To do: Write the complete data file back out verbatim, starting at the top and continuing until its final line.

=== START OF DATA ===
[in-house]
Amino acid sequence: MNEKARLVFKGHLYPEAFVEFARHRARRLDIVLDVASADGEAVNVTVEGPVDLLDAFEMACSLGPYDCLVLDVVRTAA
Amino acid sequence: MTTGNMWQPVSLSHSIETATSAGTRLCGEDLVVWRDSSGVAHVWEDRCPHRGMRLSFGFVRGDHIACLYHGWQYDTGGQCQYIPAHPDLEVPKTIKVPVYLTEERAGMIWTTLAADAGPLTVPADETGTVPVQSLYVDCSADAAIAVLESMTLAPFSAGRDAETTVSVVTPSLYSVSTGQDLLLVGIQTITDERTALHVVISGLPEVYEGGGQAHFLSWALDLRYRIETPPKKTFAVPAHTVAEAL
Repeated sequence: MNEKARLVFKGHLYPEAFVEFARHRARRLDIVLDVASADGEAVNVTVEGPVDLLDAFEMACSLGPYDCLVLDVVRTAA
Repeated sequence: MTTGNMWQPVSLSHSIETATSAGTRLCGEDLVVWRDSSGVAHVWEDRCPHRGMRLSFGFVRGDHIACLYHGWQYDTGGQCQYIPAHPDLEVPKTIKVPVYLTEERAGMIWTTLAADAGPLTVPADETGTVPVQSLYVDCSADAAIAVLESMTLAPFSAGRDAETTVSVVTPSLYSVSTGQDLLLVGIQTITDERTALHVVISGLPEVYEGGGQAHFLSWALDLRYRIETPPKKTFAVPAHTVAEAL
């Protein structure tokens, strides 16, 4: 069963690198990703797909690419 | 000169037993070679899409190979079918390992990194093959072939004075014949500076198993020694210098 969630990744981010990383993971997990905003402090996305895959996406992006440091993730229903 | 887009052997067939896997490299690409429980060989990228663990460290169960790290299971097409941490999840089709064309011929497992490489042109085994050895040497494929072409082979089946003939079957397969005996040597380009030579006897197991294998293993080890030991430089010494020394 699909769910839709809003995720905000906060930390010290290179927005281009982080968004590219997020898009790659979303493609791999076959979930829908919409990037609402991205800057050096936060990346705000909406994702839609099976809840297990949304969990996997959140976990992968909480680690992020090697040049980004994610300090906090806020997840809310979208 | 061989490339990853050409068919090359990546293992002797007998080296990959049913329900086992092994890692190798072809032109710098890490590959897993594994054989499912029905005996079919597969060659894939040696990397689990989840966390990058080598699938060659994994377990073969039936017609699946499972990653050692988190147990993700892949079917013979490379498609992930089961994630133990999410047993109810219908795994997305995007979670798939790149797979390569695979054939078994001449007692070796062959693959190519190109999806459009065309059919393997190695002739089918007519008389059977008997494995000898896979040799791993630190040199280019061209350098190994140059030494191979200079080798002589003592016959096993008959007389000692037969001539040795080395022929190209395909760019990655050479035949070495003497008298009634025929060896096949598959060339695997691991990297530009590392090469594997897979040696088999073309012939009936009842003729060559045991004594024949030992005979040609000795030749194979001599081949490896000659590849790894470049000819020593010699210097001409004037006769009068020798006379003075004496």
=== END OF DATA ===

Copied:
[in-house]
Amino acid sequence: MNEKARLVFKGHLYPEAFVEFARHRARRLDIVLDVASADGEAVNVTVEGPVDLLDAFEMACSLGPYDCLVLDVVRTAA
Amino acid sequence: MTTGNMWQPVSLSHSIETATSAGTRLCGEDLVVWRDSSGVAHVWEDRCPHRGMRLSFGFVRGDHIACLYHGWQYDTGGQCQYIPAHPDLEVPKTIKVPVYLTEERAGMIWTTLAADAGPLTVPADETGTVPVQSLYVDCSADAAIAVLESMTLAPFSAGRDAETTVSVVTPSLYSVSTGQDLLLVGIQTITDERTALHVVISGLPEVYEGGGQAHFLSWALDLRYRIETPPKKTFAVPAHTVAEAL
Repeated sequence: MNEKARLVFKGHLYPEAFVEFARHRARRLDIVLDVASADGEAVNVTVEGPVDLLDAFEMACSLGPYDCLVLDVVRTAA
Repeated sequence: MTTGNMWQPVSLSHSIETATSAGTRLCGEDLVVWRDSSGVAHVWEDRCPHRGMRLSFGFVRGDHIACLYHGWQYDTGGQCQYIPAHPDLEVPKTIKVPVYLTEERAGMIWTTLAADAGPLTVPADETGTVPVQSLYVDCSADAAIAVLESMTLAPFSAGRDAETTVSVVTPSLYSVSTGQDLLLVGIQTITDERTALHVVISGLPEVYEGGGQAHFLSWALDLRYRIETPPKKTFAVPAHTVAEAL
């Protein structure tokens, strides 16, 4: 069963690198990703797909690419 | 000169037993070679899409190979079918390992990194093959072939004075014949500076198993020694210098 969630990744981010990383993971997990905003402090996305895959996406992006440091993730229903 | 887009052997067939896997490299690409429980060989990228663990460290169960790290299971097409941490999840089709064309011929497992490489042109085994050895040497494929072409082979089946003939079957397969005996040597380009030579006897197991294998293993080890030991430089010494020394 699909769910839709809003995720905000906060930390010290290179927005281009982080968004590219997020898009790659979303493609791999076959979930829908919409990037609402991205800057050096936060990346705000909406994702839609099976809840297990949304969990996997959140976990992968909480680690992020090697040049980004994610300090906090806020997840809310979208 | 061989490339990853050409068919090359990546293992002797007998080296990959049913329900086992092994890692190798072809032109710098890490590959897993594994054989499912029905005996079919597969060659894939040696990397689990989840966390990058080598699938060659994994377990073969039936017609699946499972990653050692988190147990993700892949079917013979490379498609992930089961994630133990999410047993109810219908795994997305995007979670798939790149797979390569695979054939078994001449007692070796062959693959190519190109999806459009065309059919393997190695002739089918007519008389059977008997494995000898896979040799791993630190040199280019061209350098190994140059030494191979200079080798002589003592016959096993008959007389000692037969001539040795080395022929190209395909760019990655050479035949070495003497008298009634025929060896096949598959060339695997691991990297530009590392090469594997897979040696088999073309012939009936009842003729060559045991004594024949030992005979040609000795030749194979001599081949490896000659590849790894470049000819020593010699210097001409004037006769009068020798006379003075004496």